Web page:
The following document was written by Mr Vik Veer MBBS(lond) MRCS(eng) DoHNS(eng) in Dec 2007. You may use the information here for personal use but if you intend to publish or present it, you must clearly credit the author and
This site is not intended to be used by people who are not medically trained. Anyone using this site does so at their own risk and he/she assumes any and all liability. ALWAYS ASK YOUR SENIOR IF YOU ARE UNSURE ABOUT A PROCEDURE. NEVER CONDUCT A PROCEDURE YOU ARE UNSURE ABOUT.


This is lower motor facial nerve palsy of unknown origin and should be regarded as a diagnosis of exclusion.

So to exclude other causes a good history and examination is required.

Bells palsy typically presents with:

On examination you should grade the facial nerve palsy using the House and Brackmann grading system You should, as a minimal, examine the course of the extra-temporal facial nerve (as parotid tumours for example can give you facial palsies – although they tend to present as partial nerve palsies.)

You should examine the ear (please see the ear examination topic for this). Look out for vesicles in the conchal bowl as this would indicate Ramsay-Hunt syndrome (zoster infection of the geniculate ganglion). Also disease of the middle ear can also affect the facial nerve so things like cholesteatoma (see link to may present with facial nerve palsy.

Bell’s palsy can affect any age group, although the elderly more slightly more affected.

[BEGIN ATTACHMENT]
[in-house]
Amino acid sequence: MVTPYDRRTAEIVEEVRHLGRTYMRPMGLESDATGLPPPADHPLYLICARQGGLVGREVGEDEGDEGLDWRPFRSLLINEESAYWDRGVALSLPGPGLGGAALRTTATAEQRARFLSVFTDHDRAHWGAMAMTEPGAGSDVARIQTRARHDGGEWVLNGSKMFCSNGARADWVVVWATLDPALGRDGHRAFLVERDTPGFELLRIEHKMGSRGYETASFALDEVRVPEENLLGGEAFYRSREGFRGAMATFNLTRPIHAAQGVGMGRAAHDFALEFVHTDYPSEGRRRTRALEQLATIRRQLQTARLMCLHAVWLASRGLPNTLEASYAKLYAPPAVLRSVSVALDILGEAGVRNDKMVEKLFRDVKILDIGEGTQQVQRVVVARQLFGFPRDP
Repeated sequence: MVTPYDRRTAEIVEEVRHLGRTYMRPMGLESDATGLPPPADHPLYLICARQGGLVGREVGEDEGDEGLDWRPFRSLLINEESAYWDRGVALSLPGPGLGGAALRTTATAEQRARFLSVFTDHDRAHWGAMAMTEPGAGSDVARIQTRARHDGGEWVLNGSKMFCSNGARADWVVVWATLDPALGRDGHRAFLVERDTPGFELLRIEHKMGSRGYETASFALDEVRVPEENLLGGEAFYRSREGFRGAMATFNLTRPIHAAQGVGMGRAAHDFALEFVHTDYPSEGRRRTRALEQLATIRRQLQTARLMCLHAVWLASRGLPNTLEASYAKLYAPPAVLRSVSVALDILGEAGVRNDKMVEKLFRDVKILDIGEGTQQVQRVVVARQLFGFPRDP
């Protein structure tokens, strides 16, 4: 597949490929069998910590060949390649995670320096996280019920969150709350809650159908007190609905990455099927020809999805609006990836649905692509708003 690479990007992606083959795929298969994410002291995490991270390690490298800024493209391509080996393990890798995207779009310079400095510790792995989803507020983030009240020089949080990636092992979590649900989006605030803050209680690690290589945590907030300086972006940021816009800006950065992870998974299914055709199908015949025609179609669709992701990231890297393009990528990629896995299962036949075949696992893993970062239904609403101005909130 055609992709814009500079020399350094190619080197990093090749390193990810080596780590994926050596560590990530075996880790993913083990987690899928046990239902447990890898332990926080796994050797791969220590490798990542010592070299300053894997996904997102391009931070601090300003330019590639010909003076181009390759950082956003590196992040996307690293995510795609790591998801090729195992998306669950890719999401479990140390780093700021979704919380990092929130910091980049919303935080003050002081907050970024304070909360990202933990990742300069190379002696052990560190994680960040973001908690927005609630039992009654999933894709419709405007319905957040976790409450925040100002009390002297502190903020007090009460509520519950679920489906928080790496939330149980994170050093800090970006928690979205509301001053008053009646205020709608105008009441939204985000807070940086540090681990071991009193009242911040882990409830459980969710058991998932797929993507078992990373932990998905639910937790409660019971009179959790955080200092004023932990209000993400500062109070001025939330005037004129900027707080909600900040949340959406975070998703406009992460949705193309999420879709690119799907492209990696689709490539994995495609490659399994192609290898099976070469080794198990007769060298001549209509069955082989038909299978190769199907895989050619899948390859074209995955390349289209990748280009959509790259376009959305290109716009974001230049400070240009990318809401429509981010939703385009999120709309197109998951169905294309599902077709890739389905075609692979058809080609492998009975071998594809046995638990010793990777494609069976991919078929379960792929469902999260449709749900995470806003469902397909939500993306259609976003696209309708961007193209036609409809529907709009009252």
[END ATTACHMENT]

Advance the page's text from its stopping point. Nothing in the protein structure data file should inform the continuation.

Those with diabetes are more likely to get bell’s palsy
Those who are pregnant – particularly in the 3th trimester – and particularly those who have pre- eclampsia


This is quite controversial but a safe formula would be to prescribe:

*New England Journal of Medicine. 2007 Oct 18;357(16):1598-607 'Early treatment with prednisolone or acyclovir in Bell's palsy' - the evidence from this well designed trial suggests that in patients who present within 72 hours of symptoms, prednisolone should be given but not aciclovir. More research is required to assess the effectiveness of valaciclovir in bells palsy.

**Hato N, Yamada H, Kohno H, et al. Valacyclovir and prednisolone treatment for Bell's palsy: a multicenter, randomized, placebo-controlled study. Otol Neurotol 2007;28:408-13.


Most patients will eventually achieve full recovery (90%+)
About 80-85% have full function after 3 months.
About 85% have some improvement within 3 weeks.
Those who have a incomplete facial palsy (House-Brackmann of 2-5) have a better chance of full and quick recovery.
The younger you are the quicker the recovery.
The more symptoms you have initially (post auricular pain, metallic taste etc.) and the more risk factors you have (diabetic, pregnant etc) the slower and worse the prognosis.

Further Reading

eMedicine - Bell's Palsy : Article by Craig H Zalvan, MD

eMedicine - Bell Palsy : Article by Michael Lambert, MD,

Wikipedia - Facial Nerve


The authors of this document have attempted to provide information that is medically sound and up-to-date. The authors nor cannot take any reponsibility for the accuracy or completeness of this article. The reader should confirm the statements made in this website before using the information outside this website.